BY DANIELLE SUGAI, Staff Reporter
The top college formula racing team in Michigan resides here at UM-Dearborn.
The Formula Society of Automotive Engineers (SAE) team at Dearborn was founded in 1994, and each year the team’s goal is to design, build, and race a miniature formula racecar. The team of about 30 students works on their vehicles in the Institute for Advanced Vehicle Systems building.
This past May, the team competed at Michigan International Speedway — which hosts Nascar events — and placed eighth out of 120 college teams, beating teams from around the world, including Poland, Germany, and Singapore.
The team placed fourth out of 22 teams in a competition in Ontario, Canada last year.
Captain Julia Klee says that this amount of success is rare for a commuter school like UM-Dearborn.
Competitions are very stressful according to lead chassis engineer Mary Bellino, who is a junior majoring in mechanical engineering.
“Events are usually four days long, and you are there from around 7 a.m. until 6 p.m.”
The team has had good luck not breaking the car at competitions, but at a competition in Lincoln, Nebraska in 2014, Bellino recalls,
“We broke a chain with three laps left, and it took us out of the event which was a disappointment, but we learned from it.”
The team doesn’t have a competition until May, but they’ve been working on the next vehicle all summer.
The team spent the summer break designing the newest vehicle as parts and raw materials needed to be ordered to begin building the vehicle. The manufacturing process, which consists of welding and finalizing the frame of the vehicle, takes place from November through January. Physically putting the car together begins in February, and once the car is completely built in April the team begins testing. The team has practice runs in the parking lots on Saturdays and collects data until competitions begin in May.
The vehicles top out at about 80 mph and go 0-60 mph in three seconds, on par with a Porsche or Ferrari.
“It was cool because the car we designed went faster than the mass produced sports cars,” Klee says of the speeds they reached at an autocross competition.
After months of putting the car together, the last variable added is the driver. The team chooses a driver based on a number of qualifications.
Bellino says there’s more to driving than being fast.
“Different events need different drivers,” Bellino said. “The fastest drivers have to be the most consistent drivers for some events, but weight is a huge factor in acceleration so we try and put the smallest person in the car.”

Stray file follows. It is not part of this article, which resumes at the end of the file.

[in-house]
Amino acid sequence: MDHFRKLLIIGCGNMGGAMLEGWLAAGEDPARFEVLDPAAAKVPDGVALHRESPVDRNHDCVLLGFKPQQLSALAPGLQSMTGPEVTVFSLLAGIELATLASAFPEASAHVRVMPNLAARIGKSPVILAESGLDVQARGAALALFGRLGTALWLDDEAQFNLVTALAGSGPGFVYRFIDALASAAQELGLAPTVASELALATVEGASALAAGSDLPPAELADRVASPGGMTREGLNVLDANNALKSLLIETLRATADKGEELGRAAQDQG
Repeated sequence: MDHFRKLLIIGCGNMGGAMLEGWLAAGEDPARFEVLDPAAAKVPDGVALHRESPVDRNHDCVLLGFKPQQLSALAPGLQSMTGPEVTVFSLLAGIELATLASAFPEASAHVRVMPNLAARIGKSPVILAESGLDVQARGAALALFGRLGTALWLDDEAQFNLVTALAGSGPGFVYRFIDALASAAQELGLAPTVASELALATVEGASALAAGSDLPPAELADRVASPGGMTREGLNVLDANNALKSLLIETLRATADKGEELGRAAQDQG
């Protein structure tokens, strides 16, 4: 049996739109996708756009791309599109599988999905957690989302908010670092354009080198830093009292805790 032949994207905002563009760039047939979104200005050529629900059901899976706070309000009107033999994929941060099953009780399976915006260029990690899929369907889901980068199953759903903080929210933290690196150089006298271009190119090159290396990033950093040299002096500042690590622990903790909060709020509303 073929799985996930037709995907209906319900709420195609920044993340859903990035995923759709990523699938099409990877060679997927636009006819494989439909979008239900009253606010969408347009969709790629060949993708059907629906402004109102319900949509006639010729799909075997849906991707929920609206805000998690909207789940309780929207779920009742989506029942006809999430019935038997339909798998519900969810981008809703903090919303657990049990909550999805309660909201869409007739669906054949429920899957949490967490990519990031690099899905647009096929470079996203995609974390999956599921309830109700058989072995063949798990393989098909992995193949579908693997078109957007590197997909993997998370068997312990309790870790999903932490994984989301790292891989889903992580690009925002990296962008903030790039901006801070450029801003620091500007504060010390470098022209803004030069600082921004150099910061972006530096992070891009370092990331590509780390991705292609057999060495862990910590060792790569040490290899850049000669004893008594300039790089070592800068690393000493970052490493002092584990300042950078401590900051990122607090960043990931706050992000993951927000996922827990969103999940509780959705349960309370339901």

Although it is a student-led club, it needs constant management and is operated like a business. Amongst other things, Klee is in charge of corporate outreach, which entails meeting with automotive companies that may sponsor the team.
Sponsors such as Ford or Chrysler provide grants, donate parts, or give discounts to the team to purchase parts, but the university is the club’s biggest sponsor.
Members get a first-hand glimpse of the automotive world, but also gain professional opportunities.
“Everyone on the team has a job,” said member Andrea Stark, a junior majoring in mechanical engineering. “Companies want employees with SAE experience.”
The overwhelming feeling after visiting with the SAE club is the passion and dedication all the members have for the team and each other.
Members spend countless hours working on each vehicle, sacrificing study and work time.
“In our club, we are actually a team,” said Klee. “We go out together and everyone on the team cares about one another.”
Students of all majors are welcome to join said Klee, a communications major.
“You can join any time in the year,” Klee said. “It’s not that you’ve missed the first month, you’re not allowed.”
Meetings are held Wednesday at 7 p.m. and Saturday at 10 a.m. in the IAVS, and those interested are encouraged to stop by for a visit.
Editor’s note: This story was edited Oct. 8 for the following corrections: a misspelling of Dearborn in the photo caption, the removing of “the” in “the Michigan International Speedway,” the misspelling of Andrea Stark’s name, Julia Klee being a communication/business double major and the organization’s meeting days and times.